Travel to Huong Canh village
Travel to Huong Canh village, on the way to Huong Canh village in Vinh Phuc province, I see a lot of shops selling traditional clay pots, vases, jars and lamps.
Judging by the amount of wares being produced for sale, I imagine the village is still a bustling centre of potters producing all kinds of wonderful earthenware goods.
Legend has it that a mandarin under the Le dynasty named Trinh Xuan Bien was sent here to placate the disgruntled locals around 300 years ago.
When he arrived he discovered the villagers were living in abject conditions, so he decided to teach them how to make clay products so they could better their lot.
Forever indebted to the mandarin's teachings, when he died the villagers declared him as the ancestor of the craft.
But when I arrive I am also taken aback at the village's current condition. Okay, perhaps not quite as thunderstruck as Trinh Xuan Bien felt when came hundreds of years ago, but what once was one of the biggest earthenware craft villages in the land, now seems to be falling into oblivion.
There are still houses and fences made of assorted clay objects and paths paved with broken pieces of jars and vases. Several cold, broken, moss-covered kilns shaped like toads are scattered around the village.
After wandering around the village and admiring the houses, I visit one of the three remaining families making earthenware.
Here the man of the house Vinh is in the midst of creating a new range of earthenware artwork. His two assistants are preparing the fuel to light the kiln in the corner of garden while a woman is using her hands to knead a lump of clay into the shape of a big jar.
One would suspect little has changed in Vinh's house-cum-workshop. There is no modern technology used in the process.
Vinh's wife Vu says their family has always made earthenware products. It's in their blood.
"From generation to generation even the kids could make pots, jars or vases that are identical in shape and size without using a mould!" says Vu.
Vinh explains that over one tonne of firewood and charcoal is needed to burn 200 to 300 products and the baking temperature goes up to 1,500 degrees.
Besides the skillful hands of the craftsmen, the beauty of Huong Canh earthenware is said to be hidden in the clay and the cooking process.
Terra-cotta is still baked with wood, which is the traditional style, just like Phu Lang craft village but the products here are made of pure clay without the use of any glaze so the colours produced are naturally more diverse.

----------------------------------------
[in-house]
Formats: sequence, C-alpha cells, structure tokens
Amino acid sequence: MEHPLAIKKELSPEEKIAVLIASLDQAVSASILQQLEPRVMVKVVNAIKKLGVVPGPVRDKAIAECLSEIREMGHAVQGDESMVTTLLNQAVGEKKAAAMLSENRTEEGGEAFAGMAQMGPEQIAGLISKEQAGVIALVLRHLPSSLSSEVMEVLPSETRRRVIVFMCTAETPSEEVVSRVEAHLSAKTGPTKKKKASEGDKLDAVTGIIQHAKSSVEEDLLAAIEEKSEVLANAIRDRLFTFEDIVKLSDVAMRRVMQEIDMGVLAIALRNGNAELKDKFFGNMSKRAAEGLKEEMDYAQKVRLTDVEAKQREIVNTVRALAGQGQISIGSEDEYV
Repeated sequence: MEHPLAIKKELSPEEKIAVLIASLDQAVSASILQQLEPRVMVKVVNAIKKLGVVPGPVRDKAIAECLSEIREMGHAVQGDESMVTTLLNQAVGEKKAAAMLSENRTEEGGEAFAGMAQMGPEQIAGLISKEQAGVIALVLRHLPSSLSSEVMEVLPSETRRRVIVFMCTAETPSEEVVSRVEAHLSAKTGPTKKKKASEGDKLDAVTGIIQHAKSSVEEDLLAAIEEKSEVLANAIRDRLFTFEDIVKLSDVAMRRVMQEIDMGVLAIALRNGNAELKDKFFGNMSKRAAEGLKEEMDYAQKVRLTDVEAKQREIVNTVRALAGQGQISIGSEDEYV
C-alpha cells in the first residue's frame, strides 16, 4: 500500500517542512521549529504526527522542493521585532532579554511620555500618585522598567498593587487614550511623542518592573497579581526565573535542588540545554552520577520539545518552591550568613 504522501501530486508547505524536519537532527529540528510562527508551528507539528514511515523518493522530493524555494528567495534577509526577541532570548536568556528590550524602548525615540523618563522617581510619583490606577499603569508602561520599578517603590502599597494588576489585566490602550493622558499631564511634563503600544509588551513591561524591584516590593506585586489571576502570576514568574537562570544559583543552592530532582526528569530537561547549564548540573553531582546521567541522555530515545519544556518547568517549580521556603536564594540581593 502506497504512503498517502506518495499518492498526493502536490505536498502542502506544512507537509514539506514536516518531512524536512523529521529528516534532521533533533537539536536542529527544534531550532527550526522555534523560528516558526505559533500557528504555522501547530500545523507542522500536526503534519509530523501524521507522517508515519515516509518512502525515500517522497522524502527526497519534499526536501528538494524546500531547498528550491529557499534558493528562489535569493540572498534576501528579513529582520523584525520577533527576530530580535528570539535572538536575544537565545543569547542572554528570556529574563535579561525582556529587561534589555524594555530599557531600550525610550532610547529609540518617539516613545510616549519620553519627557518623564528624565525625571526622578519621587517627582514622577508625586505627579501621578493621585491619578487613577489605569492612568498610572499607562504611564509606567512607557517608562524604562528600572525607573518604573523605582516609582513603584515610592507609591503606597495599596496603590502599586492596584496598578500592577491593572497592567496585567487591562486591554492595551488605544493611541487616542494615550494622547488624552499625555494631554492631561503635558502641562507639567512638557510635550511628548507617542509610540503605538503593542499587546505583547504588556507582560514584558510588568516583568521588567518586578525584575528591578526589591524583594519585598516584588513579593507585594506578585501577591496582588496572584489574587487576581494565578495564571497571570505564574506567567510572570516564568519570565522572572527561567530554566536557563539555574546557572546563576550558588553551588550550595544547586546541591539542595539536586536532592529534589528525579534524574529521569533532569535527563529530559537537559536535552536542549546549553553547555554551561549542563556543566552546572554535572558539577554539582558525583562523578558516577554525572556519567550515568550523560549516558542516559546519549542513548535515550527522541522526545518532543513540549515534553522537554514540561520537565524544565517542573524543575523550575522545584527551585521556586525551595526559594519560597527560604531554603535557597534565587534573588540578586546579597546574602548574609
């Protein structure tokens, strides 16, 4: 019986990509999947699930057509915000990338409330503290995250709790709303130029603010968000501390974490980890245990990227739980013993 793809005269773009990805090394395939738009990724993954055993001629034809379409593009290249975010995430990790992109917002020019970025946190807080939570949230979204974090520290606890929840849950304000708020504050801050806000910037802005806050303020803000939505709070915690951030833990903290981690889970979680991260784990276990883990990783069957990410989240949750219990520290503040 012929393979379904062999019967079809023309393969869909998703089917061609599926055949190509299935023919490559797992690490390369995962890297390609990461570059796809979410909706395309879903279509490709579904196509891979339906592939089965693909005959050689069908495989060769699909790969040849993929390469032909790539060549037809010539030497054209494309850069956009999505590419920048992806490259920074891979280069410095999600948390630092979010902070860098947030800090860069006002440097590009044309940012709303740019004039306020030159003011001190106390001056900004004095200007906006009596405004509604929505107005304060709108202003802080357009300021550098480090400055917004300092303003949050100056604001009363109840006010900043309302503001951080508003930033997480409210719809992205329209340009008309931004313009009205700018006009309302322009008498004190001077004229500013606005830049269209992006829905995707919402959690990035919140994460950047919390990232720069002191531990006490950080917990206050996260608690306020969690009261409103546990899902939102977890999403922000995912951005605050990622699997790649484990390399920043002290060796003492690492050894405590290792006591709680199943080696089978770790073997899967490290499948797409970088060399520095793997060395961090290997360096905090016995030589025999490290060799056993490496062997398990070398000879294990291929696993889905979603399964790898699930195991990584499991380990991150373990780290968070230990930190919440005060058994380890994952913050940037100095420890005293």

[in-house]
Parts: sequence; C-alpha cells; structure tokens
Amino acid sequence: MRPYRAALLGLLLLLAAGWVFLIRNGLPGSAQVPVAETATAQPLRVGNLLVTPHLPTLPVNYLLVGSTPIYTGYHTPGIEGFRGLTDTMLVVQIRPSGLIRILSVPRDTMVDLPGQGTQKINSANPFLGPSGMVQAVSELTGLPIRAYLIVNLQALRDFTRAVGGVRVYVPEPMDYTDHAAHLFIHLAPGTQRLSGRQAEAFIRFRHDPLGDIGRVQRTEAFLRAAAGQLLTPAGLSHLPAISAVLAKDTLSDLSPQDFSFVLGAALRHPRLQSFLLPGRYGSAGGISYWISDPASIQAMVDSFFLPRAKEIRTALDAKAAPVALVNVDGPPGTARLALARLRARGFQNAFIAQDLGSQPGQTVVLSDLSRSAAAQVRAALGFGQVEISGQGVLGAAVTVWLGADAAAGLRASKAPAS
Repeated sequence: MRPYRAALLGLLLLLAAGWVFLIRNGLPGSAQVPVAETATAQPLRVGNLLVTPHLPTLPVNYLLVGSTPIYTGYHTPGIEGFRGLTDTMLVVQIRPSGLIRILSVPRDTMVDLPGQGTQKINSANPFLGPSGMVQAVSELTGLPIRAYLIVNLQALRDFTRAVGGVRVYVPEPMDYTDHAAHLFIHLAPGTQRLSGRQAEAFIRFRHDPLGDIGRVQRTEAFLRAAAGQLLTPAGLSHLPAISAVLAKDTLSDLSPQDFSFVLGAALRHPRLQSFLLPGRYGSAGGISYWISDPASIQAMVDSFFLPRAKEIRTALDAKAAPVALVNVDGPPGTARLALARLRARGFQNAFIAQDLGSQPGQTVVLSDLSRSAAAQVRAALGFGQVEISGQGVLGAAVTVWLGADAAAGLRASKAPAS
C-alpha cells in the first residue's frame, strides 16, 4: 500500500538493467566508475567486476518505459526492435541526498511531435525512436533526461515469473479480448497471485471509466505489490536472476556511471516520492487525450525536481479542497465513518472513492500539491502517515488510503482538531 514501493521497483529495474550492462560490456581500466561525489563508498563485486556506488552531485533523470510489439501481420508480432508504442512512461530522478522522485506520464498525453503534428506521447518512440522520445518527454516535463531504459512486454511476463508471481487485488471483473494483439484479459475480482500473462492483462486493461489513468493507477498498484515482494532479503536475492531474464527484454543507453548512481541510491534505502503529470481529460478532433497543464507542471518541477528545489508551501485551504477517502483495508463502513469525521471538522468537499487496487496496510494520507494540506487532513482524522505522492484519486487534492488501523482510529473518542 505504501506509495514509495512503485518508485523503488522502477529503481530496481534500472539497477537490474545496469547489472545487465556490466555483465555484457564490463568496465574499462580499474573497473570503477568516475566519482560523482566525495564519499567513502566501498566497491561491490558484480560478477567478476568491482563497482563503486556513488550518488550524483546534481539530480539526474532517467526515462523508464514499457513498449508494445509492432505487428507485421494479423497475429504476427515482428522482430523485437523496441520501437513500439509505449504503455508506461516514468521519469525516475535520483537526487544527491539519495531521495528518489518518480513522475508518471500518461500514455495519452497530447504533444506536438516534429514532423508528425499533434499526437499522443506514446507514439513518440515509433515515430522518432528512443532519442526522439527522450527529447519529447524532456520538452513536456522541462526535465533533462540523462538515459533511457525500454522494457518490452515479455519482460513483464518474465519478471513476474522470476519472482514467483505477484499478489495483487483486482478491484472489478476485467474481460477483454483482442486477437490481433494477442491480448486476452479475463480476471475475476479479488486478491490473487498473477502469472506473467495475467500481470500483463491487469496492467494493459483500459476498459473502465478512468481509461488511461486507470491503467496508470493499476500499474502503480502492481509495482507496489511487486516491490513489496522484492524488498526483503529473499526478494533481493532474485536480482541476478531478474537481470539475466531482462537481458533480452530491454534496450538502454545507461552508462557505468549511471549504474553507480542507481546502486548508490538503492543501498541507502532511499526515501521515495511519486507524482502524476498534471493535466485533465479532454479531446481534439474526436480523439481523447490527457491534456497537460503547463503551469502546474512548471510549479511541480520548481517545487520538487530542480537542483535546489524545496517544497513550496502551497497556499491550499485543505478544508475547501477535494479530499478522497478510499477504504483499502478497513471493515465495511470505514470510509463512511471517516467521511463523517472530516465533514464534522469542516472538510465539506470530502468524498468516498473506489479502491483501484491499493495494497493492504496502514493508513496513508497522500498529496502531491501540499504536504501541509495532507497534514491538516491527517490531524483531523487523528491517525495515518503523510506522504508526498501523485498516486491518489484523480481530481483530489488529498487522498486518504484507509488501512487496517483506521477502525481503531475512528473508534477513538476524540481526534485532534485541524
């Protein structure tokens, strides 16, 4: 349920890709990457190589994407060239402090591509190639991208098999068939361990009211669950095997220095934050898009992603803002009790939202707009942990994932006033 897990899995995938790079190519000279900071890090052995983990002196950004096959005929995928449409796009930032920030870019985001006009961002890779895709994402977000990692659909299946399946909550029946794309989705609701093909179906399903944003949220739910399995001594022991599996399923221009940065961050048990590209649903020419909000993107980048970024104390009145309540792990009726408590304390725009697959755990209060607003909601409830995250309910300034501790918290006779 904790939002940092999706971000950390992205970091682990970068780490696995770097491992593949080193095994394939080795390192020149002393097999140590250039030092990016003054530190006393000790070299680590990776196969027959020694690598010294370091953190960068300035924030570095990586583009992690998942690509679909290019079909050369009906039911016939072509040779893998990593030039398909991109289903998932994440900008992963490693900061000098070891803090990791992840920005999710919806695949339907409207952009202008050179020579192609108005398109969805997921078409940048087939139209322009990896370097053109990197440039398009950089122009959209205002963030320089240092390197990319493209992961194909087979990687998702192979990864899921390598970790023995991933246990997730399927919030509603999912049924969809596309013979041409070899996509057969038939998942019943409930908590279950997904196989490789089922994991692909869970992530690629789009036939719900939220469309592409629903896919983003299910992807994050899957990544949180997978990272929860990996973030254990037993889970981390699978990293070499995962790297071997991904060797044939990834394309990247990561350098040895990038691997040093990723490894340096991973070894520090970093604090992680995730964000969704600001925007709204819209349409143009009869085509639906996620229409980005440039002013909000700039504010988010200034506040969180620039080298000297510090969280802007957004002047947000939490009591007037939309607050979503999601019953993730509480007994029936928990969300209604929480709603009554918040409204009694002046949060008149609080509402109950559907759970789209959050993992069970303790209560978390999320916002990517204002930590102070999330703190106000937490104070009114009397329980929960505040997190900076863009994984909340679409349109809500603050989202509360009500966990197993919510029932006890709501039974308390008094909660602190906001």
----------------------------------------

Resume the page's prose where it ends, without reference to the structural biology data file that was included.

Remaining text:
Travel to Huong Canh, Huong Canh earthenware is famous for being water proof, impervious to light and preserving the taste or fragrance of its contents. With a rugged appearance Huong Canh earthen items are also quite distinctive.
"Out of nearly150 households, we are one of only three families still keeping the craft," says Vinh. "The majority of the villagers quit this line of work. There just wasn't enough money in it to go round. It's hard to compete with pottery from Bat Trang and Phu Lang. Not to mention China."
Rather than have me sit and watch, Vinh insists I try to make something for myself. After 15 minutes struggling with a lump of clay on the pottery-wheel, I create what can only be described as one indefinable object! Vinh suggest it could be an ashtray and I'm happy with that.
After I leave Vinh's house I visit the workshop of Tran Van Hai, who is regarded as a highly skilled craftsman in the village, on Highway No.2A.
When I arrive he's busy making flowerpots as he's just received a contract to make 1,500 decorative pots and vases for a hotel in Sapa.
Working on a more industrial and larger scale than Vinh's, Hai's produces a wide range of souvenir and decorative products.
"I'm constantly trying to create new products to meet demand. I hope this will help widen our market so we can gain more contracts as well as help my village recover its traditional craft," says Hai.
Hai has signed regular contracts with hotels, resorts and pagodas around the country. While he might be able to restore the village's heyday of producing earthenware, he certainly helps uphold its tradition and reputation.
How to get there: Huong Canh village is in Binh Xuyen district of Vinh Phuc province.
From Hanoi city centre drive over Thang Long Bridge and continue for 5km, then turn left onto Highway No.2 and after 25km you should see the sign of the village on your right. You can't miss it!